I realize that most Catholics don’t even think about growing in holiness. Those who do likely feel the same way I did—it ain’t likely to happen for me. Well, let me tell you that we can do it, because Jesus said we must do it.
Even after coming to the realization sainthood was possible, even for the likes of me, I still got discouraged… a lot. I spent years thinking that God was just going to leave me in my mediocrity so as to avoid losing me all together. But a spiritual director I had—a great priest—told me something I really needed to hear. He told me I felt that way and got discouraged a lot simply because I was growing in the spiritual life.
You can and should strive for sanctity. For holiness. For sainthood. You have a moral obligation to, and it really can be done. But you need to take a few important steps to get started. First, you have to make up your mind that nothing is more important than God and your relationship to him. Don’t merely be His acquaintance. Be one of His best friends.
Next, make an appointment to sit down with your confessor and make a general confession. That would be confessing everything in your life from your baptism. I know those sins have already been forgiven, but this is perfectly valid. Besides, it helps you focus on the most important things in your life that need to change.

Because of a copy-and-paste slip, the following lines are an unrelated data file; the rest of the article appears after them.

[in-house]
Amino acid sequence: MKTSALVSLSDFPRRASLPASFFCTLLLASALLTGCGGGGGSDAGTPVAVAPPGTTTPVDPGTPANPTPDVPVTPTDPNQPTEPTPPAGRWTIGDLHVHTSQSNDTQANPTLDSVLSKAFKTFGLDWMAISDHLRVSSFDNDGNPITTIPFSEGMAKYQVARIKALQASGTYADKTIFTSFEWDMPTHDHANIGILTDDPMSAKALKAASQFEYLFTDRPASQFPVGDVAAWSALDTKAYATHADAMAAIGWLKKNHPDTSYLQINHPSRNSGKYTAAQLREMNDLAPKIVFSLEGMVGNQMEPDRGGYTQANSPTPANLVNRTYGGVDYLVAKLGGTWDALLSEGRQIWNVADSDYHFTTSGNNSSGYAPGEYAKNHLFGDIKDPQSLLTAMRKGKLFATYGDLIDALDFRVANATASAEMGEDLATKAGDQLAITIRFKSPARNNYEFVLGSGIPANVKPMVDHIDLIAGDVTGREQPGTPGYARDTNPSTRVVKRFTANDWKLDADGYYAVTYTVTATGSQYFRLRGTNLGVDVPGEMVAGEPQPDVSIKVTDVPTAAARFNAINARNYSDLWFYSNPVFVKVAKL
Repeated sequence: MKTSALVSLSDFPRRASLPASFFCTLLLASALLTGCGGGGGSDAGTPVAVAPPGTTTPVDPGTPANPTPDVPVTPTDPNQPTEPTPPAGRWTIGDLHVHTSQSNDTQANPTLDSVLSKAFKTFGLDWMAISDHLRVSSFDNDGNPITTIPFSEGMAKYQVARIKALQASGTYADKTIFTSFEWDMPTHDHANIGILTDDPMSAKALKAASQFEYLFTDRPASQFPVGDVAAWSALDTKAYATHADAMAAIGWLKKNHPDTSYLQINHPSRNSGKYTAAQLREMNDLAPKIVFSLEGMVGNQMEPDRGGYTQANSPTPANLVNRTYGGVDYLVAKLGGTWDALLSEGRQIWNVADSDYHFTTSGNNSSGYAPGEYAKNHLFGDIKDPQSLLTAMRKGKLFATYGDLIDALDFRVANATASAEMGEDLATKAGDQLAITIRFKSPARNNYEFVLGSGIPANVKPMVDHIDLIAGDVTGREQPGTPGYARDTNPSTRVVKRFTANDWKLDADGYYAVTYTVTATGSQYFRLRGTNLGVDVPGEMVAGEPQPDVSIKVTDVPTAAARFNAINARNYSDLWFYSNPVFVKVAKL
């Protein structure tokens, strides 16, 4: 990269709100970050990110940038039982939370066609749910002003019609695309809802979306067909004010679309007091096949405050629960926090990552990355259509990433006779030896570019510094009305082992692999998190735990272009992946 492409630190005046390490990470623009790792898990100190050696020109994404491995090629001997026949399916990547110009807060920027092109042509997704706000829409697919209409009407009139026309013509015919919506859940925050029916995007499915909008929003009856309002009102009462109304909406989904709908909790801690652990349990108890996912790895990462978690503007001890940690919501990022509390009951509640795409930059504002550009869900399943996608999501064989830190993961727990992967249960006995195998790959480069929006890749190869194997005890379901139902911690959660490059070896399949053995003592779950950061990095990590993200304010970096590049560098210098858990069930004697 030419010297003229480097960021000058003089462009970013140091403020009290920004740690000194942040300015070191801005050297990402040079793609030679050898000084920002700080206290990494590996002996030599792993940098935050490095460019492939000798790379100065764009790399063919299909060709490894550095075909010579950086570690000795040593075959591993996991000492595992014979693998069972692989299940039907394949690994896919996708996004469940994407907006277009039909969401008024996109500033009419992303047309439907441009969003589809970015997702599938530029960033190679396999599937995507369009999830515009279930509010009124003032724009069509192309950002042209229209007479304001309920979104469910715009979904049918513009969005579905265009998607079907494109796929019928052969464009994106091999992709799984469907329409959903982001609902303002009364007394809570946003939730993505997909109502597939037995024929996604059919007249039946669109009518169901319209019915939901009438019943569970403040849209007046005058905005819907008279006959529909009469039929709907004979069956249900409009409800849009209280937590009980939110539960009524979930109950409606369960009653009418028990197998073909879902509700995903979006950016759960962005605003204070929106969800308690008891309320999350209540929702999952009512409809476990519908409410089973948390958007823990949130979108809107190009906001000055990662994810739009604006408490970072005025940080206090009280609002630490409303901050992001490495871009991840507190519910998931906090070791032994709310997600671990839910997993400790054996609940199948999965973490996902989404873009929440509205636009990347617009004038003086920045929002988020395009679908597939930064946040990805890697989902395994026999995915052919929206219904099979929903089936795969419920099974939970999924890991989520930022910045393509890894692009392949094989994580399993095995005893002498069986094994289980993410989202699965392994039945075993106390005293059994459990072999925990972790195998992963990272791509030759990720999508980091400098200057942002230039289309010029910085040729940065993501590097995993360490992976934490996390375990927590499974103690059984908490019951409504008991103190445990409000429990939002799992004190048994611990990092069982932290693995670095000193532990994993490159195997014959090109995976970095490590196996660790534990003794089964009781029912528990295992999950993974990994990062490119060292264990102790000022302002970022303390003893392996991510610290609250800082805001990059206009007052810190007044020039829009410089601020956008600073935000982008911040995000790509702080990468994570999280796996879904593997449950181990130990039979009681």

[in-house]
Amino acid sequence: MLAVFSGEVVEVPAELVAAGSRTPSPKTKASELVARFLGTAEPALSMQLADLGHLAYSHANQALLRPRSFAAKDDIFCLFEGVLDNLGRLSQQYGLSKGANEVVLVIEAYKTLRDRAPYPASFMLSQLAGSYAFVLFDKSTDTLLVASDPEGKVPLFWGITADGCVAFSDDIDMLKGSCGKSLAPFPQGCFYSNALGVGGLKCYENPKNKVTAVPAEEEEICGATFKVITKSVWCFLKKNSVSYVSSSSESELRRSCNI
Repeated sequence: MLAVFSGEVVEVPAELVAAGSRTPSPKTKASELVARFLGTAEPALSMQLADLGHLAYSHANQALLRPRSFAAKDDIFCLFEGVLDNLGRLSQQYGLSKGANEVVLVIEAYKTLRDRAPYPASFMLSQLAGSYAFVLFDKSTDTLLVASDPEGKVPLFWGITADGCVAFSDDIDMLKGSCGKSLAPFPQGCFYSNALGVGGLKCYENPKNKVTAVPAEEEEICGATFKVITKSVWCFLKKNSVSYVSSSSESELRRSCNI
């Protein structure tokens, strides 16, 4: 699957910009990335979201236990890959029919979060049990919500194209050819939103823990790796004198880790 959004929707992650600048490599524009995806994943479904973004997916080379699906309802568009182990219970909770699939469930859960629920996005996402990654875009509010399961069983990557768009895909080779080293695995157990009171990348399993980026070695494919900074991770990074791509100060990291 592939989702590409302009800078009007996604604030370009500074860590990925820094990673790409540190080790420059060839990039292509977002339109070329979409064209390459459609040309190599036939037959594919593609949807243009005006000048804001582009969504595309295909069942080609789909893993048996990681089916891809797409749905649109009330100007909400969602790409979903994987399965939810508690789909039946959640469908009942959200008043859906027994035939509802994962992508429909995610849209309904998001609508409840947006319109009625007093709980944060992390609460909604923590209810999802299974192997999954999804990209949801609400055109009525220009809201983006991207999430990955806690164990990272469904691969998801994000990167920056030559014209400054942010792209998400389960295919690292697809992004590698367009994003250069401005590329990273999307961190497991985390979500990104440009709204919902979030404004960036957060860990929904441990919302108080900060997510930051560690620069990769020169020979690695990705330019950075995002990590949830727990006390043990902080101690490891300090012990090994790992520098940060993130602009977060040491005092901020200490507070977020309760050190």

Third, if not your confessor, find another good, holy priest who will consent to becoming your spiritual director. You need a priest who lives and promotes traditional spirituality. You can’t do this without a good spiritual director, so this is important.
Finally, read every book you can get your hands on about the lives of the saints. Also, a good spiritual director is likely to want to assign you some books for spiritual reading. Do as he says. That’s why he’s called a spiritual director, and not a recommender.